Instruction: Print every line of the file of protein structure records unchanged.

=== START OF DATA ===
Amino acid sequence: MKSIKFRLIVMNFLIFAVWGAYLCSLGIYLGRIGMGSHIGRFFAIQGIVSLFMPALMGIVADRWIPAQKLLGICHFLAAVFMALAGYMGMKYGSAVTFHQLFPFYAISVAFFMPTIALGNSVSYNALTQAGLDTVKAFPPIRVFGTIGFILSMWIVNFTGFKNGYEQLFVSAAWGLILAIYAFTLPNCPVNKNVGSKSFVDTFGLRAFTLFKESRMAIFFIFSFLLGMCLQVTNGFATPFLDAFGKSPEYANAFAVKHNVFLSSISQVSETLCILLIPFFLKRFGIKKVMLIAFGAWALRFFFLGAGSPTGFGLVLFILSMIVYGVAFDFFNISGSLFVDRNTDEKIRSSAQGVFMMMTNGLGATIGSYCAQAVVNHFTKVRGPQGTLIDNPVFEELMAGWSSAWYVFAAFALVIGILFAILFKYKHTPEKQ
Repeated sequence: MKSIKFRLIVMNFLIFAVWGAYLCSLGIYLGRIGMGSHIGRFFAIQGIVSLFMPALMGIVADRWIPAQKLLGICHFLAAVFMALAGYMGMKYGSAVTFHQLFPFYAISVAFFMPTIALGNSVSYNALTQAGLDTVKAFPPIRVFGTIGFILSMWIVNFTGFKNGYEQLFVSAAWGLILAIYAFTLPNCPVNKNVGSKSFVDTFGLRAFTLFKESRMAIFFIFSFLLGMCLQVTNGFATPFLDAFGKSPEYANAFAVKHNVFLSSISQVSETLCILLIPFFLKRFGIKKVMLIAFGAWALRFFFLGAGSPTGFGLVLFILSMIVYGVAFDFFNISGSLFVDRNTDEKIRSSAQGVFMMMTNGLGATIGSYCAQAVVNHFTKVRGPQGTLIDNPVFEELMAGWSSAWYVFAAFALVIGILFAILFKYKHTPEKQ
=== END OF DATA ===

Amino acid sequence: MKSIKFRLIVMNFLIFAVWGAYLCSLGIYLGRIGMGSHIGRFFAIQGIVSLFMPALMGIVADRWIPAQKLLGICHFLAAVFMALAGYMGMKYGSAVTFHQLFPFYAISVAFFMPTIALGNSVSYNALTQAGLDTVKAFPPIRVFGTIGFILSMWIVNFTGFKNGYEQLFVSAAWGLILAIYAFTLPNCPVNKNVGSKSFVDTFGLRAFTLFKESRMAIFFIFSFLLGMCLQVTNGFATPFLDAFGKSPEYANAFAVKHNVFLSSISQVSETLCILLIPFFLKRFGIKKVMLIAFGAWALRFFFLGAGSPTGFGLVLFILSMIVYGVAFDFFNISGSLFVDRNTDEKIRSSAQGVFMMMTNGLGATIGSYCAQAVVNHFTKVRGPQGTLIDNPVFEELMAGWSSAWYVFAAFALVIGILFAILFKYKHTPEKQ
Repeated sequence: MKSIKFRLIVMNFLIFAVWGAYLCSLGIYLGRIGMGSHIGRFFAIQGIVSLFMPALMGIVADRWIPAQKLLGICHFLAAVFMALAGYMGMKYGSAVTFHQLFPFYAISVAFFMPTIALGNSVSYNALTQAGLDTVKAFPPIRVFGTIGFILSMWIVNFTGFKNGYEQLFVSAAWGLILAIYAFTLPNCPVNKNVGSKSFVDTFGLRAFTLFKESRMAIFFIFSFLLGMCLQVTNGFATPFLDAFGKSPEYANAFAVKHNVFLSSISQVSETLCILLIPFFLKRFGIKKVMLIAFGAWALRFFFLGAGSPTGFGLVLFILSMIVYGVAFDFFNISGSLFVDRNTDEKIRSSAQGVFMMMTNGLGATIGSYCAQAVVNHFTKVRGPQGTLIDNPVFEELMAGWSSAWYVFAAFALVIGILFAILFKYKHTPEKQ